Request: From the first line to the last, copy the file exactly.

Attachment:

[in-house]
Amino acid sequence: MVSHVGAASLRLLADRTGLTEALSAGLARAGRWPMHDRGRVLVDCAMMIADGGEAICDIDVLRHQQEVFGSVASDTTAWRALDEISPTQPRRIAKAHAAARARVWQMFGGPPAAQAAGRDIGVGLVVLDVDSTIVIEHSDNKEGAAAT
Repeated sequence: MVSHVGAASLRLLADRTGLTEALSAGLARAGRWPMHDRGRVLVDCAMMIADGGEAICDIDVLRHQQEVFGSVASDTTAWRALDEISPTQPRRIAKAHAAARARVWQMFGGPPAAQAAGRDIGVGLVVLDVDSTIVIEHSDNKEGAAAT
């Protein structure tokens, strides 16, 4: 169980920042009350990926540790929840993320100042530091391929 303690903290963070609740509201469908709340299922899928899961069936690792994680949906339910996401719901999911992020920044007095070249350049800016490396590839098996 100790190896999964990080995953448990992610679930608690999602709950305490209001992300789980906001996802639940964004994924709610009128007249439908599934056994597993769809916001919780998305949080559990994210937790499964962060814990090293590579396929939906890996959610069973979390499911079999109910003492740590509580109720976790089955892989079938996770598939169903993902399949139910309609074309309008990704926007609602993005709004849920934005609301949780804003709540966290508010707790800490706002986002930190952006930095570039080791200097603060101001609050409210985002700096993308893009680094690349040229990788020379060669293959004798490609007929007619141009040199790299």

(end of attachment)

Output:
[in-house]
Amino acid sequence: MVSHVGAASLRLLADRTGLTEALSAGLARAGRWPMHDRGRVLVDCAMMIADGGEAICDIDVLRHQQEVFGSVASDTTAWRALDEISPTQPRRIAKAHAAARARVWQMFGGPPAAQAAGRDIGVGLVVLDVDSTIVIEHSDNKEGAAAT
Repeated sequence: MVSHVGAASLRLLADRTGLTEALSAGLARAGRWPMHDRGRVLVDCAMMIADGGEAICDIDVLRHQQEVFGSVASDTTAWRALDEISPTQPRRIAKAHAAARARVWQMFGGPPAAQAAGRDIGVGLVVLDVDSTIVIEHSDNKEGAAAT
């Protein structure tokens, strides 16, 4: 169980920042009350990926540790929840993320100042530091391929 303690903290963070609740509201469908709340299922899928899961069936690792994680949906339910996401719901999911992020920044007095070249350049800016490396590839098996 100790190896999964990080995953448990992610679930608690999602709950305490209001992300789980906001996802639940964004994924709610009128007249439908599934056994597993769809916001919780998305949080559990994210937790499964962060814990090293590579396929939906890996959610069973979390499911079999109910003492740590509580109720976790089955892989079938996770598939169903993902399949139910309609074309309008990704926007609602993005709004849920934005609301949780804003709540966290508010707790800490706002986002930190952006930095570039080791200097603060101001609050409210985002700096993308893009680094690349040229990788020379060669293959004798490609007929007619141009040199790299």